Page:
Abolition of Death Penalty

Topics: Gloria Macapagal-Arroyo, Death Penalty, Corazon Aquino Pages: 6 (2375 words) Published: March 28, 2013

According to Republic Act No. 7659, death penalty is a penalty for crimes that are "heinous for being grievous, odious and hateful offenses and which, by reason of their inherent or manifest wickedness, viciousness, atrocity and perversity are repugnant and outrageous to the common standards and norms of decency and morality in a just, civilized and ordered society." Death penalty is a cruel, futile and dangerous punishment for "very serious reasons and with due judicial process." According to Amnesty International, a worldwide movement of people working for internationally recognized human rights; death penalty is the ultimate, irreversible denial of human rights. Thus, they worked towards abolishing it in order to "end the cycle of violence created by a system riddled with economic and racial bias and tainted with human error." BACKGROUND

Next, I would like to present a brief background on death penalty in the Philippines. In 1987, the Philippines made history by becoming the first Asian country in modern times to abolish the death penalty for all crimes. However, six years later, in 1993, the death penalty was reintroduced in the Philippines for 46 different offences. Such of those are murder, rape, parricide, infanticide and qualified bribery, among others. Executions resumed in 1999 until year 2000 when former President Estrada announced a moratorium on executions. This has been continued by current President Arroyo, in practice, throughout her presidency. Now, under her rule, the death penalty is again abolished . STANCE

I am in favor of abolishing the death penalty law in the Philippines. Allow me to present my arguments. First, it violates the right to live. Second, it is a very cruel practice. Third, it is anti-poor. Last, death penalty defeats its purpose. ARGUMENTS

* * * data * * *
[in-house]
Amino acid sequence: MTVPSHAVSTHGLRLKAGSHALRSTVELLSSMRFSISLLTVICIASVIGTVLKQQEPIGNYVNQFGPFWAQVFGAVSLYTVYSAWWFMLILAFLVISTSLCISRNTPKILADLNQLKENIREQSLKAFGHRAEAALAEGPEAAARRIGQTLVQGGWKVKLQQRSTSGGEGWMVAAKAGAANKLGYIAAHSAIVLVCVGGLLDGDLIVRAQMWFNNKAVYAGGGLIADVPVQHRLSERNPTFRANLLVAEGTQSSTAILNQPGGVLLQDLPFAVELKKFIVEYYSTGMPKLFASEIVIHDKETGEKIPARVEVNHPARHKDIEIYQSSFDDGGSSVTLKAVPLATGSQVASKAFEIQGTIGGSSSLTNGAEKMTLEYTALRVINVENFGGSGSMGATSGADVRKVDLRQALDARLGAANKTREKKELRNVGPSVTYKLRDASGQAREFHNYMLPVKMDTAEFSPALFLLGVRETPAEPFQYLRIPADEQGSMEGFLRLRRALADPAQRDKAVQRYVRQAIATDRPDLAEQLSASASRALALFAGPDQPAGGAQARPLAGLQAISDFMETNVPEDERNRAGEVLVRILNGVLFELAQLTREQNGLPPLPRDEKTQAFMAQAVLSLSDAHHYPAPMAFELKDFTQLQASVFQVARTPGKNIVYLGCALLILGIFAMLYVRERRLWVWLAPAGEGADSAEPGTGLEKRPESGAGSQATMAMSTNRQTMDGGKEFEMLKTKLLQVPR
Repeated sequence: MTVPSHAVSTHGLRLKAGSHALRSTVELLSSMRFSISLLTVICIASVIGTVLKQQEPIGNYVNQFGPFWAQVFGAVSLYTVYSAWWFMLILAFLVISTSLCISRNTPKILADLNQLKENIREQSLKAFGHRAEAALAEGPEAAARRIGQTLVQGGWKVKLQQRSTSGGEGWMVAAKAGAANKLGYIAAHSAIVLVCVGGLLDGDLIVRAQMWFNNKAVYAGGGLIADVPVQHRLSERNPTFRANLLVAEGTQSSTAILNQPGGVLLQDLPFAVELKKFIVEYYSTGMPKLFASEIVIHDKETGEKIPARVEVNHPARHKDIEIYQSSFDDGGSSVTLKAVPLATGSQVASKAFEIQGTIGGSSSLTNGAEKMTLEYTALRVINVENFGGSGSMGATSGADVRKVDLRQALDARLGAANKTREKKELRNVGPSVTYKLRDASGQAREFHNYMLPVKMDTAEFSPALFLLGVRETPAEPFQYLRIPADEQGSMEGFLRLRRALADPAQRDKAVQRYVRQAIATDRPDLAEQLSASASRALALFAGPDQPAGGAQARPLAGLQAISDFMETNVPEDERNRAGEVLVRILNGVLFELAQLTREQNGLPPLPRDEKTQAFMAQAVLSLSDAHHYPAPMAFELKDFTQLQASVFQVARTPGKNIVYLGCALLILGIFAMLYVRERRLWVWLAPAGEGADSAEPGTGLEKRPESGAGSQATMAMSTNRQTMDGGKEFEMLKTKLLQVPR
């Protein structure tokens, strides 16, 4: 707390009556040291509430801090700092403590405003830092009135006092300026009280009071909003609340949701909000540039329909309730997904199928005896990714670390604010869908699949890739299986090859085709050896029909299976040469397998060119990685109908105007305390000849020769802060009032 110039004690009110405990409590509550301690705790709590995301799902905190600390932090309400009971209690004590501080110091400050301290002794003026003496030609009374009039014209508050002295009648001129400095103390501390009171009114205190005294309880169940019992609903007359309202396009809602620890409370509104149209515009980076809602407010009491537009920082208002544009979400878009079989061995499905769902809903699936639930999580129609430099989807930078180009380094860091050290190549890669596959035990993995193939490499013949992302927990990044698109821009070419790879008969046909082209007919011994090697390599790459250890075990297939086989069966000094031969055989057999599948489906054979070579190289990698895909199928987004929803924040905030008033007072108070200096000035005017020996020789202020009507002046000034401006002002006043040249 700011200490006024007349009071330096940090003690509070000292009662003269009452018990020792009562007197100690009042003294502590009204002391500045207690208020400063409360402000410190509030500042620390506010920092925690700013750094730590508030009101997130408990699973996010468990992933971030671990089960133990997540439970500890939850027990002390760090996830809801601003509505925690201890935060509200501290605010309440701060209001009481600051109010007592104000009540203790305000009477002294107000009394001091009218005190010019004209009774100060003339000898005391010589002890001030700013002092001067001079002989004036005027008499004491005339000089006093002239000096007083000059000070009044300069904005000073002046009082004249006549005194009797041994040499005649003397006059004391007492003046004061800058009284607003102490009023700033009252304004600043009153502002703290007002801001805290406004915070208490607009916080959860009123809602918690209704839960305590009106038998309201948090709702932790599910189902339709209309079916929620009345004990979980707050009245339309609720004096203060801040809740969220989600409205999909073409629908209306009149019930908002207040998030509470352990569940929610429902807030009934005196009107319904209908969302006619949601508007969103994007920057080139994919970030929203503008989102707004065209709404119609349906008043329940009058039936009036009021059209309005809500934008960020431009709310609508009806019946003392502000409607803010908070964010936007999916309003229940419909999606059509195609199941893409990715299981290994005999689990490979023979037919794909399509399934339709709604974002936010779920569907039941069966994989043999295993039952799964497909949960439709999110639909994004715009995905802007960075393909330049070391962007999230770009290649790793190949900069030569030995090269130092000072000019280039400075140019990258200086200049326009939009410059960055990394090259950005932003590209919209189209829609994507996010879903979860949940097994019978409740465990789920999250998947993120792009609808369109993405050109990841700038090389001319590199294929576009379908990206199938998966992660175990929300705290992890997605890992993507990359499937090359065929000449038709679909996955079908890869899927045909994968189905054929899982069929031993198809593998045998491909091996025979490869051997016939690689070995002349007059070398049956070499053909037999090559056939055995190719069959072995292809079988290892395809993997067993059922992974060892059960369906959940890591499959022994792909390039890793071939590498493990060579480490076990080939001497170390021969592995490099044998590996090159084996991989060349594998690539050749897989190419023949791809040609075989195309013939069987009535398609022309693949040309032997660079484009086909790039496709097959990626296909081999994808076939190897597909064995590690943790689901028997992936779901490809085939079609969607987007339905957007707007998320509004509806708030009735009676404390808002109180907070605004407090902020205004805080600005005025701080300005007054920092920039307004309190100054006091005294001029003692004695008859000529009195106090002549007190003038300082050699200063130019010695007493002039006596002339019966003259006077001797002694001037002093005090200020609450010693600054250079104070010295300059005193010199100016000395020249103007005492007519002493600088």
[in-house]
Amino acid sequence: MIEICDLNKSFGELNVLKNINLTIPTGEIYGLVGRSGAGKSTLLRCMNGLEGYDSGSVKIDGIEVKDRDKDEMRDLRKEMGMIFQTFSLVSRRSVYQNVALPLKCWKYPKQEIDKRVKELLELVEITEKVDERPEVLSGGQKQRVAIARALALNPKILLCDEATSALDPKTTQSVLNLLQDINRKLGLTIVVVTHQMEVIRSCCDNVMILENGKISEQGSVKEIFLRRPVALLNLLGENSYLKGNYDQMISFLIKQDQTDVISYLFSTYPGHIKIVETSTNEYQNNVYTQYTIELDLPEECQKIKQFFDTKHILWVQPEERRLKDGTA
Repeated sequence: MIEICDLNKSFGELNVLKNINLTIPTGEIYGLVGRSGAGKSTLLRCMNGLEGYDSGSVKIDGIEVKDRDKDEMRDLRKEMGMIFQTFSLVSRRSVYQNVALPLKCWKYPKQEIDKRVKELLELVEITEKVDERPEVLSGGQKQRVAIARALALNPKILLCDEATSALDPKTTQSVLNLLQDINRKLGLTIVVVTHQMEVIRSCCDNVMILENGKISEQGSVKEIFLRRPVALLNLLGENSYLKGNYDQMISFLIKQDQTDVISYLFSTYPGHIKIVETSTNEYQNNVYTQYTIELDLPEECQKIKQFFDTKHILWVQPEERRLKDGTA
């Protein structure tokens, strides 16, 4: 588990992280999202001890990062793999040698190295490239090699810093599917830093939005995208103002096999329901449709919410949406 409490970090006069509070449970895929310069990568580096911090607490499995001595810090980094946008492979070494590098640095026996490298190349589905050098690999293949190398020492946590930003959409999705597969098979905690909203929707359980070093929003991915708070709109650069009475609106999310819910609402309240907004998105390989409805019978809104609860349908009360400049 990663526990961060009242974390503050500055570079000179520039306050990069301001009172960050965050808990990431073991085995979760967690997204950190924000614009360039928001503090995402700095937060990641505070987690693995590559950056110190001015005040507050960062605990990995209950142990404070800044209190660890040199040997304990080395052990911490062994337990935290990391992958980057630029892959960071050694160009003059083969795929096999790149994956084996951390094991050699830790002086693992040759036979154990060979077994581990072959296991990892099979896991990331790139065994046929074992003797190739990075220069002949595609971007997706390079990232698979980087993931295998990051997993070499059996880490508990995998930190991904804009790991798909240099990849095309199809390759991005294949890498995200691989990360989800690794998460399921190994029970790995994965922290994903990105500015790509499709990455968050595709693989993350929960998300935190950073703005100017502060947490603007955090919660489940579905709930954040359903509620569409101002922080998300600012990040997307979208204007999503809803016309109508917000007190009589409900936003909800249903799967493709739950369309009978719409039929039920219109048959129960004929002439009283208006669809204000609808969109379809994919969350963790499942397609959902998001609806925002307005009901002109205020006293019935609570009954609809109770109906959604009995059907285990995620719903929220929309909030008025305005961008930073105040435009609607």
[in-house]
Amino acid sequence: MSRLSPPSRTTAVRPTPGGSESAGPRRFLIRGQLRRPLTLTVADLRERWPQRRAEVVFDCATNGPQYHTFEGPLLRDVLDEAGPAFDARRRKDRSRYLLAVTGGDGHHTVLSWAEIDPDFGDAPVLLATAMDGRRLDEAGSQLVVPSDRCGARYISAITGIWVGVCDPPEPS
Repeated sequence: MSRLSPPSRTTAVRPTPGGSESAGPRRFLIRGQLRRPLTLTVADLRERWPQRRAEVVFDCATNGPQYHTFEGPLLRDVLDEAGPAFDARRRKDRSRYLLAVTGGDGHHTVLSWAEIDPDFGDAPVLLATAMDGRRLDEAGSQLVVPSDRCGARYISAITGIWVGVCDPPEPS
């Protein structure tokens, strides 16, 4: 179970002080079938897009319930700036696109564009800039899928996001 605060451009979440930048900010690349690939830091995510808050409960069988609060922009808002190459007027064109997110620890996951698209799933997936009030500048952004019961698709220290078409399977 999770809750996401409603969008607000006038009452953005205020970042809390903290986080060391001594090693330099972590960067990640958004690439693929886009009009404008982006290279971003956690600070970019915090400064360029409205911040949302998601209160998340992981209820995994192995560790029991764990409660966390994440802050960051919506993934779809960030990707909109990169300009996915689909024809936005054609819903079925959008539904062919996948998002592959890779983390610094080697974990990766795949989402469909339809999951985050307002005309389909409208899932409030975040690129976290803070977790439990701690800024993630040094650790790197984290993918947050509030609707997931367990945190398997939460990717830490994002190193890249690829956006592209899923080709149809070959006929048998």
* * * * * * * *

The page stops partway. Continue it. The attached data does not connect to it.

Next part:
First, the imposition of death penalty violates a person's right to live. Article III Section 1 of the 1987 Constitution, otherwise known as the Bill of Rights, states that "No person shall be deprived of life, liberty, or property…" By imposing death penalty, the right of a criminal to live is being violated. Furthermore, it is a known fact that majority of Filipinos are Catholics. As said, we have one of the world's largest Christian populations. According to the Ten Commandments of the Church, thou shall not kill. Therefore, nobody is given the right to commit the lives of others. Whether that person is a criminal or not, nobody has the right to play God and take the life that He has given. Filipinos should "respect and value the sanctity of human life and uphold the virtue and religious doctrines that are expected of us as a dominant Christian nation." Second, it is a very cruel, inhuman and irreversible practice. It is very cruel and in human because persons are killed. This alone is proof. Once a person is killed, the act cannot be reversed. Third, death penalty is anti-poor. In a country like the Philippines with a very slow, sometimes inefficient, unfair and unjust judicial system, death penalty is simply not viable. Majority of the 1200 people on the death row are poor. Maybe, for some, being there is what they deserve. But for many, it is poverty that brought them there. Not everyone in that row should die. Many are simply there because they ran against some filthy rich and powerful person or they could not afford to get a good lawyer to defend them. A study showed that "death penalty is anti-poor as the underprivileged who cannot afford the services of competent counsels are oftentimes the ones convicted of death penalty". "Studies have shown that the death penalty is disproportionately imposed on the poorest, least educated and most vulnerable members of society. It takes the lives of offenders who might otherwise have been rehabilitated." Lastly, death penalty does not live up to its purpose. It is not able to serve its purpose which is to prevent crimes and to preserve peace and order....
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